Ping Jin Ng owns the building, while Russell and Mark both come from backgrounds in coffee and hospitality – Mark is the founder of Melbourne coffee brand Seven Seeds, and Russell owns Reuben Hills cafe in Sydney. Together, the trio owns and operates Paramount Coffee Project, Bondi Hall in Sydney, and PCPLA in Los Angeles.

It really all started with Paramount House, though. Built in 1940, this is one of Sydney’s iconic heritage-listed buildings. Its recent restoration and the curation of carefully selected creative tenants has become more than just a business opportunity for building owner Jin, it has very much evolved into a personal passion project.

Russell, Jin and Mark opened their first joint venture, Paramount Coffee Project, a now-bustling breakfast and lunch spot in the foyer of the building, in 2013. Today there’s also Goldenage Cinema and Bar, ‘The Office Space‘ (the most beautiful co-working space we’ve ever seen), Paramount Recreation Club, and Poly, a soon-to-be-opened basement restaurant, from the team behind much-loved Chippendale eatery, Ester. Every business here has been personally selected by Jin, creating a building with its own very distinct creative community.

The development of the hotel started around four years ago. As Mark explains, ‘We had the café working quite well, it was a bit of a way-out concept at the beginning, you know, a cafe in a foyer… but Jin trusted us, and it pulled the building together. Then one day he just said to us, ‘What else do you guys want to do?’. Four months later, Jin had bought the adjoining building. It was time to build a hotel.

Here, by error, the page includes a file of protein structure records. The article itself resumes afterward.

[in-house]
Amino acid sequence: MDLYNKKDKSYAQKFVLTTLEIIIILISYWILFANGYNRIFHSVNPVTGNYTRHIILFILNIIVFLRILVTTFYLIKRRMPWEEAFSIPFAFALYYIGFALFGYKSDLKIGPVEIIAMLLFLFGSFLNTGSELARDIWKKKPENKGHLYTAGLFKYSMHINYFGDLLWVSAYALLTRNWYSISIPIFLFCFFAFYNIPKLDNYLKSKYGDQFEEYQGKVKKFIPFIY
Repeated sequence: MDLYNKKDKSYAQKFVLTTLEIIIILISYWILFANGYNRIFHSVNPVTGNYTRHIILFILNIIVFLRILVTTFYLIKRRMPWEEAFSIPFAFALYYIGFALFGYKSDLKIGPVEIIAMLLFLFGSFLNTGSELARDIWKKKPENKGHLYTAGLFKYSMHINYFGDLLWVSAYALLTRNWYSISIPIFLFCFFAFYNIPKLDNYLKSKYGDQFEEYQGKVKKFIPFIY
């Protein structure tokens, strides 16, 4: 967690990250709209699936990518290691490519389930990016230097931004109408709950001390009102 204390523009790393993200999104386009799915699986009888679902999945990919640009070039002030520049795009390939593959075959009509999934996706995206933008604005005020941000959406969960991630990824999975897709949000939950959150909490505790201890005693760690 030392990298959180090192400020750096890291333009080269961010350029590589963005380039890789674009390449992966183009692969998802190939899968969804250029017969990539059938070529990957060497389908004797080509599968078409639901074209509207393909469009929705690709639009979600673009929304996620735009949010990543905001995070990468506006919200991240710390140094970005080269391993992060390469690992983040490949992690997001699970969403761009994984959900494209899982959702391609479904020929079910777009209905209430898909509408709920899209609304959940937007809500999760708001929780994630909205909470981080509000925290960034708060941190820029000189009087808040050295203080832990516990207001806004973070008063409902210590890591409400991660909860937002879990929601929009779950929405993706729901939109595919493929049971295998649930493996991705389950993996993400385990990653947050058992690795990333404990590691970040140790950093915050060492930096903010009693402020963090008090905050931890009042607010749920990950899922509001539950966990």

Despite being seasoned hospitality operators, developing a hotel concept was new territory for Mark and Russell. Approaching the project with a sort of ‘rookie’ mindset, though, is part of what has made Paramount House Hotel so special. ‘Russell and I both travel a lot for sourcing coffee, and I suppose our ideas just came from thinking about what we would like to see in a hotel ourselves,’ says Mark. This is a business built on notions of what a hotel could be, with no real precedent to adhere to. Mark describes how the trio was keen for it to feel understated and pared back. ‘We wanted to get a bit of warmth into the place’ he recalls.